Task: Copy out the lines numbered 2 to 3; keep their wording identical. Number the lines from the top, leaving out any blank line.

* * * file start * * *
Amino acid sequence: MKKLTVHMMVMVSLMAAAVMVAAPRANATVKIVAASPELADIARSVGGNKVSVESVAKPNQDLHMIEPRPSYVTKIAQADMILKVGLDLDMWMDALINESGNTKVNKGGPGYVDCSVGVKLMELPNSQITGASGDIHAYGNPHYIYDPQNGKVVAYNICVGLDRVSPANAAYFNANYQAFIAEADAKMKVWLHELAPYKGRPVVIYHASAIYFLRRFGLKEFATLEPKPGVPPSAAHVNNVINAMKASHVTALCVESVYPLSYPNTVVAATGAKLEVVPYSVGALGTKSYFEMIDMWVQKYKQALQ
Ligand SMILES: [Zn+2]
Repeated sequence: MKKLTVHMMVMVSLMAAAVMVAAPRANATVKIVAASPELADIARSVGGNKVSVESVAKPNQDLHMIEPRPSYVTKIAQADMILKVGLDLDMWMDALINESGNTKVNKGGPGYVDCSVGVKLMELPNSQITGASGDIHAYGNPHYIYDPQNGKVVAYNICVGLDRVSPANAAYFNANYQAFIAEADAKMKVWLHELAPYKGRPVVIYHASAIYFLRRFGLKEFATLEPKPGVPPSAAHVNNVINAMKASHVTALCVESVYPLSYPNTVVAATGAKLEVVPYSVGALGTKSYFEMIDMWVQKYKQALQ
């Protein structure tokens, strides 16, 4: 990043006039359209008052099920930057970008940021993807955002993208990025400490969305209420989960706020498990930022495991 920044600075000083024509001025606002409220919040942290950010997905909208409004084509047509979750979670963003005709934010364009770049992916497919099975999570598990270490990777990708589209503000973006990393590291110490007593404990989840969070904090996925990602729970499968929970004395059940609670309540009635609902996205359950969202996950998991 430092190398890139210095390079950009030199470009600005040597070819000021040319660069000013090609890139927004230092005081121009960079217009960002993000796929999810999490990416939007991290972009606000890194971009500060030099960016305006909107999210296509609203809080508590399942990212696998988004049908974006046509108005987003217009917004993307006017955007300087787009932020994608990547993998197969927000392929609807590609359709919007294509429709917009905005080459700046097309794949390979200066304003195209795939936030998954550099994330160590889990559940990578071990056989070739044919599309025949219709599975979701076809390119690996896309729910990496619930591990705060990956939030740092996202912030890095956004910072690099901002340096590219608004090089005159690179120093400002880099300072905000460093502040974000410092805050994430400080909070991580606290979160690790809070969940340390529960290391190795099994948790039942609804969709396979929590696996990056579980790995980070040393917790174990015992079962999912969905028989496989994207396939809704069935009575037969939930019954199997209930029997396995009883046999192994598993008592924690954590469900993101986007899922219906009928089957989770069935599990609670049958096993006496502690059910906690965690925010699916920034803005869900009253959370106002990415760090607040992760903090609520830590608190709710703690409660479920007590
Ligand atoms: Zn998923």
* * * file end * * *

Ligand SMILES: [Zn+2]
Repeated sequence: MKKLTVHMMVMVSLMAAAVMVAAPRANATVKIVAASPELADIARSVGGNKVSVESVAKPNQDLHMIEPRPSYVTKIAQADMILKVGLDLDMWMDALINESGNTKVNKGGPGYVDCSVGVKLMELPNSQITGASGDIHAYGNPHYIYDPQNGKVVAYNICVGLDRVSPANAAYFNANYQAFIAEADAKMKVWLHELAPYKGRPVVIYHASAIYFLRRFGLKEFATLEPKPGVPPSAAHVNNVINAMKASHVTALCVESVYPLSYPNTVVAATGAKLEVVPYSVGALGTKSYFEMIDMWVQKYKQALQ